Parents And Children Quotes (382 quotes)
What to Say to a Friend Who Has Lost a Baby
I know, because suddenly, without warning, my life changed. My beautiful year old son came home from school complaining of a headache and a fever. The doctor diagnosed him with the flu. Sometime during the night, my boy was taken from me forever. I found him the next morning in his bed, lifeless. The misdiagnosis was actually a swift and deadly form of bacterial meningitis. Have you ever felt such incredible emotion as losing your child?
What do you say to a parent when the unspeakable happens? At a time such as this, words seem so insufficient to address this earth-shattering event.
We were trying to comfort. Whereas an acquaintance saying it may not feel good. You would also not want to say to someone, you are in the stages of grief. While some of these things to say have been helpful to some people, the way in which they are often said has the exact opposite effect than what was originally intended. I am so sorry for your loss. I wish I had the right words, just know I care. You and your loved one will be in my thoughts and prayers.
The death of a child is a unique loss for which no parent can ever adequately prepare. The grief of surviving parents is similar to that accompanying any loss. But it can be more intense and last longer. Regardless of the age, many parents who have lost a child describe it as a hole that will never heal. It is not uncommon for bereaved parents to blame themselves or to be angry over the situation.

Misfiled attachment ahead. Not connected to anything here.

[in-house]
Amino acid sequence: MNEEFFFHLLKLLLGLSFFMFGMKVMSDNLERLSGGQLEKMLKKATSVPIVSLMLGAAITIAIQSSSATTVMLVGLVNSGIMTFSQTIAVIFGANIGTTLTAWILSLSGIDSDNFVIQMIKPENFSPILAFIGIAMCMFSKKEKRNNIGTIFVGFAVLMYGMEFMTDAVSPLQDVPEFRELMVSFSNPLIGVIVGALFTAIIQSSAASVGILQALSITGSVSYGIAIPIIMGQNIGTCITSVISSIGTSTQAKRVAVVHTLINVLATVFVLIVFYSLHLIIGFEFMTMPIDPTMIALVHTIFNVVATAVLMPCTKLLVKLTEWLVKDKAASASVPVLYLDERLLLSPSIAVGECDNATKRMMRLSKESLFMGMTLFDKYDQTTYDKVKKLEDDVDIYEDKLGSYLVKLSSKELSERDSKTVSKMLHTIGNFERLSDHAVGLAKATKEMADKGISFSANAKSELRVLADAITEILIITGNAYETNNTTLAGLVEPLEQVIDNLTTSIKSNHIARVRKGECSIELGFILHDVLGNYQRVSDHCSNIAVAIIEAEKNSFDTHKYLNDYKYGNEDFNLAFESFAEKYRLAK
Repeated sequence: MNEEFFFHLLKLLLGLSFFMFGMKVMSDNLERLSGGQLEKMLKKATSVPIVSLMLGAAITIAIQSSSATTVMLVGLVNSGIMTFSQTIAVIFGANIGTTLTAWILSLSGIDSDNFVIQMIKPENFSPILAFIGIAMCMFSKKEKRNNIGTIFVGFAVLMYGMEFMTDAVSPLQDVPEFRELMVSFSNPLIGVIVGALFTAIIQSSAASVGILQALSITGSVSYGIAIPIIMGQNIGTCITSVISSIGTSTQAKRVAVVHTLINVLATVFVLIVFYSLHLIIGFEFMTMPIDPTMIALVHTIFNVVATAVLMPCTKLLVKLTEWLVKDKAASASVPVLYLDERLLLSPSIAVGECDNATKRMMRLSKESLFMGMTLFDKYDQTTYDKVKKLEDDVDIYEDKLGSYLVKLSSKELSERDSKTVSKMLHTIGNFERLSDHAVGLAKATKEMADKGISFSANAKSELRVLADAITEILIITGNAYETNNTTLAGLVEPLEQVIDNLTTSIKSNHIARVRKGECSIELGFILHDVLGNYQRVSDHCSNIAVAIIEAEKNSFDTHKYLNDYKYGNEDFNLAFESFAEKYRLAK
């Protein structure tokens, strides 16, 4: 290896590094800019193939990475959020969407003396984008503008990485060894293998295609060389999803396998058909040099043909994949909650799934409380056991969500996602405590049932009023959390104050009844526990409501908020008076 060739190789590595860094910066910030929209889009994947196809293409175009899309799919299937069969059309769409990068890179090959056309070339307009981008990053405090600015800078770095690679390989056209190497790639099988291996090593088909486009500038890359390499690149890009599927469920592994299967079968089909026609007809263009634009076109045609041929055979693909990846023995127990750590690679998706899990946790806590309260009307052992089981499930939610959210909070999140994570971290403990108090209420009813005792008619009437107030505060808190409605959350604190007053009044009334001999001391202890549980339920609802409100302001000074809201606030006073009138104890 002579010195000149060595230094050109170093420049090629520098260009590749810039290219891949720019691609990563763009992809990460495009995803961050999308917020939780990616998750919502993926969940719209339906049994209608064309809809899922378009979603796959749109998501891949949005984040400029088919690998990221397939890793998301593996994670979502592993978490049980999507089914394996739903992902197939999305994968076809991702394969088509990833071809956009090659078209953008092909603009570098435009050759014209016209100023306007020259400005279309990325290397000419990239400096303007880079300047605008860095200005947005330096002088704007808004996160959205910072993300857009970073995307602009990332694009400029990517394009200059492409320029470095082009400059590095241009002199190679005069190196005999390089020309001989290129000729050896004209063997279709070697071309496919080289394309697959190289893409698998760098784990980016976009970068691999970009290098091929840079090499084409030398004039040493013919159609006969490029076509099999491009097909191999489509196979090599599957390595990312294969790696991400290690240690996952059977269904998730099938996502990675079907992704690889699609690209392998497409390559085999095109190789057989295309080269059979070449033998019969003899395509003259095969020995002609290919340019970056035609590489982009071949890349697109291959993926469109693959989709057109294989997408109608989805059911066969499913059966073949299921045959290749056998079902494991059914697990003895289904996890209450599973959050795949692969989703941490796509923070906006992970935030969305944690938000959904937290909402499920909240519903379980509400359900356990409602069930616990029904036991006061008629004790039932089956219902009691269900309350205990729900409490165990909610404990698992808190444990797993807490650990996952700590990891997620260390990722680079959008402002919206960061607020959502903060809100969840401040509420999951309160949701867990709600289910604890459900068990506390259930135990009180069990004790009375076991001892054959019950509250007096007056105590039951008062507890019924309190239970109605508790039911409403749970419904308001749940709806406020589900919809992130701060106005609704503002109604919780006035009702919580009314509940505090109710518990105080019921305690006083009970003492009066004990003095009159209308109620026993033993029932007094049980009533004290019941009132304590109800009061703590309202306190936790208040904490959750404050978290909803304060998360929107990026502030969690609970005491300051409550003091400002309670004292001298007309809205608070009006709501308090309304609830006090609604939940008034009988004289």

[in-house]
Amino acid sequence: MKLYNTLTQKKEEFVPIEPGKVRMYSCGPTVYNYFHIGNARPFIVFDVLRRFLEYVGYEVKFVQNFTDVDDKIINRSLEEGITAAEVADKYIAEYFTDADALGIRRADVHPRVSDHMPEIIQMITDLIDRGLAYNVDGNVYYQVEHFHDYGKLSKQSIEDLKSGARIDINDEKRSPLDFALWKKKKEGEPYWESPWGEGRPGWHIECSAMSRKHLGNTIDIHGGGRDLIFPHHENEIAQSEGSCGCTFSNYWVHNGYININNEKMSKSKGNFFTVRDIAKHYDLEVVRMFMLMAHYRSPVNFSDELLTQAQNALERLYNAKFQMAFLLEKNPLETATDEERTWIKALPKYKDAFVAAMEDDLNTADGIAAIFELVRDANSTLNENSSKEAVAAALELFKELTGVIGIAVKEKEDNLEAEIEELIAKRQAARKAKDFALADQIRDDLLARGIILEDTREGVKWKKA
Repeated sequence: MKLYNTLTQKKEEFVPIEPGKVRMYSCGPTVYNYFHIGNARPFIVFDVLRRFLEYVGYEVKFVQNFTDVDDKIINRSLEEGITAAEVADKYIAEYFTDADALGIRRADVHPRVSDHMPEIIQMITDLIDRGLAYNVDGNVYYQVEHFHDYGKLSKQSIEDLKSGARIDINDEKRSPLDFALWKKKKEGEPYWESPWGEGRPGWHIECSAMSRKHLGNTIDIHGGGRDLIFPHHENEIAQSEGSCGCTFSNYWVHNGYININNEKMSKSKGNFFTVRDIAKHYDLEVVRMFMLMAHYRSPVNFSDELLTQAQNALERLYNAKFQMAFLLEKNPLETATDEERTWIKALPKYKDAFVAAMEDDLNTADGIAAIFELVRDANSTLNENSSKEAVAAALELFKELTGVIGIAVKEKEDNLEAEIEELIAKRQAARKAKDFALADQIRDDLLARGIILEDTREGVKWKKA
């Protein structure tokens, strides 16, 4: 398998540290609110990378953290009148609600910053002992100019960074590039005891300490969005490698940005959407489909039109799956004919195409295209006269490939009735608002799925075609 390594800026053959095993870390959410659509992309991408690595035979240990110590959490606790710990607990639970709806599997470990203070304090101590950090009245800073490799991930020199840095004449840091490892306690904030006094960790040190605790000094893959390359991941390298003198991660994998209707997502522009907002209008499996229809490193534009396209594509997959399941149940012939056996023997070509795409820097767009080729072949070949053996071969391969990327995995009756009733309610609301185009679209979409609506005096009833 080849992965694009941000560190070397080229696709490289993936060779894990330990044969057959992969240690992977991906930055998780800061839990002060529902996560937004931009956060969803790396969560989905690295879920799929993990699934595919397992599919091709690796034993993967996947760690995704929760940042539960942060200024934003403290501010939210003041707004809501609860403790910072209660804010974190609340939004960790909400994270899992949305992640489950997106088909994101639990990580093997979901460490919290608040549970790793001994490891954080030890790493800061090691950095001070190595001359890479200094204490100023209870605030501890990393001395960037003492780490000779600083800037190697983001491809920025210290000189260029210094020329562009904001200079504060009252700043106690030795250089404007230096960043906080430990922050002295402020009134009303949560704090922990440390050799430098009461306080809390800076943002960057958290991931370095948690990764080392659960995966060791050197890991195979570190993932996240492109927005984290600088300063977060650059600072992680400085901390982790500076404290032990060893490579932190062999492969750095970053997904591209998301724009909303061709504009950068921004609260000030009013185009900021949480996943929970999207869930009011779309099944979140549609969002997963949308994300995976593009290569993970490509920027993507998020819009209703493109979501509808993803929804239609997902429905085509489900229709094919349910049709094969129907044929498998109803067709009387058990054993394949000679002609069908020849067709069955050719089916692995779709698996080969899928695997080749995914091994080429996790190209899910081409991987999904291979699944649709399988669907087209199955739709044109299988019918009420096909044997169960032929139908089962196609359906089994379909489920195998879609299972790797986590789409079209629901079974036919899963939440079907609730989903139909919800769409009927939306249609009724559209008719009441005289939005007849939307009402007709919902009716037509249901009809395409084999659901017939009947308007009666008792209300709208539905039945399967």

If you have never experienced the death of a child, it's extremely difficult to know what to say to someone facing this type of loss. The death of a child is unnatural, unfair, and tragic. It's completely natural for friends of the grieving parents to want to reach out and help, yet still, struggle to find the right words to say because what you say—and what you don't—can deeply affect someone in need. Parents who have lost a child want to feel supported in their grief and receive permission to grieve in their own way. They need to feel like their child's life was of unique importance and meant something to others who knew and loved him or her. You can meet the needs of a grieving parent by keeping the following in mind:.